Grassley floor speech criticizes EPA proposal to reduce RFS RVOs

By Erin Voegele | September 27, 2017

On Sept. 26, Sen. Chuck Grassley, R-Iowa, delivered a floor speech to the U.S. Senate expressing his disappointment in recent action taken by the U.S. EPA that could reduce 2018 and 2019 renewable volume requirements (RVOs) for biomass-based diesel, advanced biofuel and total renewable fuel under the Renewable Fuel Standard.

Earlier in the day, the U.S. EPA published a notice of data availability (NODA) concerning potential reductions in RVOs for 2018 and 2019. The potential reductions primarily concern RVOs for biomass-based diesel, but would potentially result in corresponding reductions in the RVOs for advanced biofuel and total renewable fuel.

Grassley opened his floor speech by noting he is “very disturbed” about the action taken by the EPA, stressing that the agency’s action is contrary to what the president promised. He said he thinks people working for the president aren’t following the president’s direction.

Grassley said he has championed policies to encourage the growth of renewable electricity and biofuels. “I pursued policies to grow our country’s production of renewable fuels such as conventional corn ethanol, biodiesel and cellulosic ethanol,” he said, noting renewables are good for the environment, the economy, national security, the balance of trade and energy independence.

Grassley said he was pleased during the most recent presidential election when then candidate Trump made clear his support for ethanol and the Renewable Fuel Standard. “He said clearly, ‘We are going to protect the Renewable Fuel Standard,’” Grassley noted.

Grassley also quoted Trump as remarking at an ethanol biorefinery, “Amazing what you’ve been able to do—amazing. And it’s great for the country and the investment is great. Beyond even the product, the investment and the jobs and everything else is great for the country.”

In addition, Grassley quoted remarks made by trump in January 2016 at a renewable fuels summit in Iowa. “The RFS, which is Renewable Fuel Standard, is an important tool in the mission to achieve energy independence to the United States. I will do all that is in my power as president to achieve that that goal…As president I will encourage Congress to be cautious in attempting to charge and change any part of the RFS….Energy independence is a requirement of America to become great again. My theme is ‘Make America Great Again.’ It’s an important part of it. The EPA should ensure that biofuel RVOs, or blend levels, match the statutory level set by Congress under the RFS.”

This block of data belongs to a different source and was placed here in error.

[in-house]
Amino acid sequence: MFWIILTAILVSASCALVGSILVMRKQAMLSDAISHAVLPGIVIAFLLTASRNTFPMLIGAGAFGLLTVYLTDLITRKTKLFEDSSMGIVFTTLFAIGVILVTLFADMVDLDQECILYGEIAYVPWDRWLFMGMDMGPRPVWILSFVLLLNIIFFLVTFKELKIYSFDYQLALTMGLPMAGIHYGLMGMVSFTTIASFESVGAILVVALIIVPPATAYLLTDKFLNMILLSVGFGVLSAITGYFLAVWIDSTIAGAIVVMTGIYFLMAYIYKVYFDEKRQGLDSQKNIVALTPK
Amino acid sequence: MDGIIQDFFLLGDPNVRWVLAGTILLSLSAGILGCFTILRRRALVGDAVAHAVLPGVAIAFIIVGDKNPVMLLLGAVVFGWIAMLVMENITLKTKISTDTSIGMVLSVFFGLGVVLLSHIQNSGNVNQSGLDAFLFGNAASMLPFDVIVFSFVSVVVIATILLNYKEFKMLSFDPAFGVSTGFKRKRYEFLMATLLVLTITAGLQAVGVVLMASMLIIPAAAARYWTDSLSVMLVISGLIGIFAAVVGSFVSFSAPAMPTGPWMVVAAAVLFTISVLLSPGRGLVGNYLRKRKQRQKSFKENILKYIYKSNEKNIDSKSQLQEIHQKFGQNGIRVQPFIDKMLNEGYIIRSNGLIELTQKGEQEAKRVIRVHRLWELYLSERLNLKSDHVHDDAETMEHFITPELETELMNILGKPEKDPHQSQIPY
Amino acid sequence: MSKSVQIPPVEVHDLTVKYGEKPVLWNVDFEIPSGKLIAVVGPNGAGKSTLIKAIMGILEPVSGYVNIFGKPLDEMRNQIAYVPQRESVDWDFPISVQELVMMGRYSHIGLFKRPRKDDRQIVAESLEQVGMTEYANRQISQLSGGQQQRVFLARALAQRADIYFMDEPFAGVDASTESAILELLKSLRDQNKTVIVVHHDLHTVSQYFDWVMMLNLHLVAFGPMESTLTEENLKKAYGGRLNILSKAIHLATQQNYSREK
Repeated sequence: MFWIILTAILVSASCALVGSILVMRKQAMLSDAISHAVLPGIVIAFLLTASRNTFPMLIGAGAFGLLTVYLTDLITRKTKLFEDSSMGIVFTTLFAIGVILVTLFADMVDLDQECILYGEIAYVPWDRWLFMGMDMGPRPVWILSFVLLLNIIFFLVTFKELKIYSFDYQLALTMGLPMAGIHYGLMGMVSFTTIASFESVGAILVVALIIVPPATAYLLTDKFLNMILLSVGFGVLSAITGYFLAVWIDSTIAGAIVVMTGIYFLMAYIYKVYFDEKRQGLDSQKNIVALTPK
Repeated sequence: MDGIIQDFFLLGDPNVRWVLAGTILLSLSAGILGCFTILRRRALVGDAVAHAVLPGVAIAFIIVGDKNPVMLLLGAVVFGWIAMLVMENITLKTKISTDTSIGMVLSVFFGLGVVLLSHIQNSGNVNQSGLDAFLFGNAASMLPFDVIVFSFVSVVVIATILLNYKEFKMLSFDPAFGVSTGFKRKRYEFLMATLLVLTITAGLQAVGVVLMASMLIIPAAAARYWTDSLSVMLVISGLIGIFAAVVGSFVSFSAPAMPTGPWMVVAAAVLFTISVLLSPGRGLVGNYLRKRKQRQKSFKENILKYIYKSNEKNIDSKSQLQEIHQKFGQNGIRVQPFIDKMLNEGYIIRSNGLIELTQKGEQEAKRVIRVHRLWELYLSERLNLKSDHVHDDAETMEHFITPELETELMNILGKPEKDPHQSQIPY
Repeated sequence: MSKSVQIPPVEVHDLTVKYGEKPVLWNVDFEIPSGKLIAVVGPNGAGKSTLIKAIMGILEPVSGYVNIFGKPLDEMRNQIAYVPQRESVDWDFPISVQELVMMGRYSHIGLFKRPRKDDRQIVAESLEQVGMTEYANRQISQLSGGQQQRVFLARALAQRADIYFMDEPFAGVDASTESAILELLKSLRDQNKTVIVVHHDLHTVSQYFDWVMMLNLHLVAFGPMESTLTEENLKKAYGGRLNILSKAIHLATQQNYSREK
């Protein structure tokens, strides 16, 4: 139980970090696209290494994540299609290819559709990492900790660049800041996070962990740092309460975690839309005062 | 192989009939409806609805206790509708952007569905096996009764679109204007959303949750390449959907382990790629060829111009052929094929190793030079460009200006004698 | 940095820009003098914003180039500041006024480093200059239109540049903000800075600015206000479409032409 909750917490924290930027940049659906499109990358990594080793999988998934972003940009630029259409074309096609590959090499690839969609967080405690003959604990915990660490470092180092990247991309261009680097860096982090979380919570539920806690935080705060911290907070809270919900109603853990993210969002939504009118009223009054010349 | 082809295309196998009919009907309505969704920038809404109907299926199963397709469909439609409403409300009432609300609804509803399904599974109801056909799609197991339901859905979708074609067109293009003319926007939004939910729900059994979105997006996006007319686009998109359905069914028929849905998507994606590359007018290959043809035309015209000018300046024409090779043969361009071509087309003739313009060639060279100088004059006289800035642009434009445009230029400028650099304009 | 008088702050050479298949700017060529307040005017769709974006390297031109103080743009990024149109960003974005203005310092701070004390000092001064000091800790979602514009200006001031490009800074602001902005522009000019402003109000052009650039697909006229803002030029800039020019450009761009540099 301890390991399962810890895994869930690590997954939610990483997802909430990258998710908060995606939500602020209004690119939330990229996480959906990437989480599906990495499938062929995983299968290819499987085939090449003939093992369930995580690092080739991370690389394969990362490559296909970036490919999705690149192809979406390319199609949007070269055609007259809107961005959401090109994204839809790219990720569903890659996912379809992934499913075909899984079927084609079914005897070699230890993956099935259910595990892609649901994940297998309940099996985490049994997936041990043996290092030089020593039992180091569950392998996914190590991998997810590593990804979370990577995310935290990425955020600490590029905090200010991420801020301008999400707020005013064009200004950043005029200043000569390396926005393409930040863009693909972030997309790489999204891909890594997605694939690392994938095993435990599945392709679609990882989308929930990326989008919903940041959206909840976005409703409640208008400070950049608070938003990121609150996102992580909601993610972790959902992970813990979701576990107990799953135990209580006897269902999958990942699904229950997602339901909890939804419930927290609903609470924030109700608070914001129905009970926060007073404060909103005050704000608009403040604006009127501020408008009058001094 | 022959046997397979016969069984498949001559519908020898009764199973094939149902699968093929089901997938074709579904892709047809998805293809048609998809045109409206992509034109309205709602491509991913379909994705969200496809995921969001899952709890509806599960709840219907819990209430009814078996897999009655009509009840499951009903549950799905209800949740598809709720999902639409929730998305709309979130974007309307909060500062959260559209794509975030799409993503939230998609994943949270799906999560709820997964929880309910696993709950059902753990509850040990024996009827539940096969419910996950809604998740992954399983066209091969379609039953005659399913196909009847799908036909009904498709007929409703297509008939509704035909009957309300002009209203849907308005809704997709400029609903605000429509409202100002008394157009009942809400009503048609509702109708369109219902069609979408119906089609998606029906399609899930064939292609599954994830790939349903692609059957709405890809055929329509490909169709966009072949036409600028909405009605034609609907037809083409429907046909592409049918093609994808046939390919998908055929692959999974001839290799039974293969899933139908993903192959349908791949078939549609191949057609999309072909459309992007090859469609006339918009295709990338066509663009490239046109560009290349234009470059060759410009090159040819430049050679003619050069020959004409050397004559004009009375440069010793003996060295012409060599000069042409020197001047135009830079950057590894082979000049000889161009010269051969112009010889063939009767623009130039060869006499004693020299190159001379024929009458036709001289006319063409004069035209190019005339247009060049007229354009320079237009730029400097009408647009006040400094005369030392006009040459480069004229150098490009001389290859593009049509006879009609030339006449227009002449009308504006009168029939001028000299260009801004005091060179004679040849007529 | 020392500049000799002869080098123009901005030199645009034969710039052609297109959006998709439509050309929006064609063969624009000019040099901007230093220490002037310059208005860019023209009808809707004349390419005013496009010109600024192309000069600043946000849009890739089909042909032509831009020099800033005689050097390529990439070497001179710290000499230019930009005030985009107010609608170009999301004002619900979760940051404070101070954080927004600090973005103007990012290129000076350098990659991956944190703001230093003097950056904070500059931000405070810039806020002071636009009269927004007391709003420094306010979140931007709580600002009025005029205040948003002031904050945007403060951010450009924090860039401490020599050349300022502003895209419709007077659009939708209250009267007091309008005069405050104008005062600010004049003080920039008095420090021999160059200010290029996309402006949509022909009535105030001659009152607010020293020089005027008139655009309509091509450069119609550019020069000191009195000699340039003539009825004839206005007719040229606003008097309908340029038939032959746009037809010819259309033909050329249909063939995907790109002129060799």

Grassley said Trump's words were very strong and went over well with farmers and alternative energy. After years of delay and uncertainty, Grassley said Iowans were grateful to hear such determination and conviction.

According to Grassley, he was somewhat cautious early on when the president named members of his cabinet with individuals from oil-producing states. Grassley said he met with nominees for the U.S. EPA, U.S. Department of Energy, and others. One by one they assured us of their support, because they were made well-aware of President Trump’s support. They knew who the boss was, Grassley said, and they knew he supported the RFS.

“About a month ago the president even called me to say he still supports renewable fuels and that he will keep his word on the Renewable Fuel Standard,” Grassley said, noting Trump said he was free to tell Iowans of his ongoing support.

“So, you can imagine my surprise today when I see that the EPA has released a proposal, out of the blue, to reduce the volume requirements for biodiesel for 2018 and 2019 under the Renewable Fuel Standard,” Grassley said. “This action today has come out of nowhere.”

He said the EPA released a proposal in July to set blend levels for biodiesel. That proposal did not touch the 2018 level, which was already finalized at 2.1 billion gallons. The proposal would keep the 2019 level steady at 2.1 billion gallons.

“Today’s announcement proposes to reduce both levels,” Grassley said. “It’s outrageous that the EPA would change course and propose a reduction in renewable volumes in this way. This seems like a bait-and-switch from EPA’s prior proposal and from assurances from President Trump himself and Cabinet secretaries in my office. Reducing volumes as the EPA proposes would undermine renewable fuel production. That’s contrary to the worthwhile goal of America first. It’ll undermine U.S. workers, and harm the U.S. economy, particularly in rural areas. It’s contrary to the goal of meeting the country’s fuel needs through domestic production, which is critical to economic growth. This all gives me a strong suspicion that Big Oil and oil refineries are prevailing, despite assurances to the contrary.”

“I plan to press the administration to drop this terrible plan,” Grassley continued. “I hope the officials working for the president will keep his word, so I’ll make sure the EPA hears loud and clear the impact the EPA’s proposal will have on Iowa’s corn and soybean farmers, and biofuel producers.”